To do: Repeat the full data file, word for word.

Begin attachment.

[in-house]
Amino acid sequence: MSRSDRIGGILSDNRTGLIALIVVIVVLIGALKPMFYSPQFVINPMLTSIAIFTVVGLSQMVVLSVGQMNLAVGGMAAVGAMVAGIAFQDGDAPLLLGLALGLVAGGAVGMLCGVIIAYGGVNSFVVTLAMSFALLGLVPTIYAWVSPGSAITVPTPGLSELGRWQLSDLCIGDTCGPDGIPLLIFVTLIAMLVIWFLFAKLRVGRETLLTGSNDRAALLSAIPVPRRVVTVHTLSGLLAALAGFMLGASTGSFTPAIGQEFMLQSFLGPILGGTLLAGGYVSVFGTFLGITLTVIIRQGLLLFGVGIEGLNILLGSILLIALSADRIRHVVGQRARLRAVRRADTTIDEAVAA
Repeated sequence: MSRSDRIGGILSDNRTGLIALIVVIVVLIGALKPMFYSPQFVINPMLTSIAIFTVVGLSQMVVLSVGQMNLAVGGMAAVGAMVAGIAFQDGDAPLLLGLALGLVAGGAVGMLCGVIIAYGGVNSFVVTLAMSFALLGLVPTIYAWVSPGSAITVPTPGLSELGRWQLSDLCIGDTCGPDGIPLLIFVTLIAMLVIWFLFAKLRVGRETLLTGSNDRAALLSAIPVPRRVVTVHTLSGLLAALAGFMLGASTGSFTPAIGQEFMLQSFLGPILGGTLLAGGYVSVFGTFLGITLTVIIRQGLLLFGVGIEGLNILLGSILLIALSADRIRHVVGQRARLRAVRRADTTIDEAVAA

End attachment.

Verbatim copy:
[in-house]
Amino acid sequence: MSRSDRIGGILSDNRTGLIALIVVIVVLIGALKPMFYSPQFVINPMLTSIAIFTVVGLSQMVVLSVGQMNLAVGGMAAVGAMVAGIAFQDGDAPLLLGLALGLVAGGAVGMLCGVIIAYGGVNSFVVTLAMSFALLGLVPTIYAWVSPGSAITVPTPGLSELGRWQLSDLCIGDTCGPDGIPLLIFVTLIAMLVIWFLFAKLRVGRETLLTGSNDRAALLSAIPVPRRVVTVHTLSGLLAALAGFMLGASTGSFTPAIGQEFMLQSFLGPILGGTLLAGGYVSVFGTFLGITLTVIIRQGLLLFGVGIEGLNILLGSILLIALSADRIRHVVGQRARLRAVRRADTTIDEAVAA
Repeated sequence: MSRSDRIGGILSDNRTGLIALIVVIVVLIGALKPMFYSPQFVINPMLTSIAIFTVVGLSQMVVLSVGQMNLAVGGMAAVGAMVAGIAFQDGDAPLLLGLALGLVAGGAVGMLCGVIIAYGGVNSFVVTLAMSFALLGLVPTIYAWVSPGSAITVPTPGLSELGRWQLSDLCIGDTCGPDGIPLLIFVTLIAMLVIWFLFAKLRVGRETLLTGSNDRAALLSAIPVPRRVVTVHTLSGLLAALAGFMLGASTGSFTPAIGQEFMLQSFLGPILGGTLLAGGYVSVFGTFLGITLTVIIRQGLLLFGVGIEGLNILLGSILLIALSADRIRHVVGQRARLRAVRRADTTIDEAVAA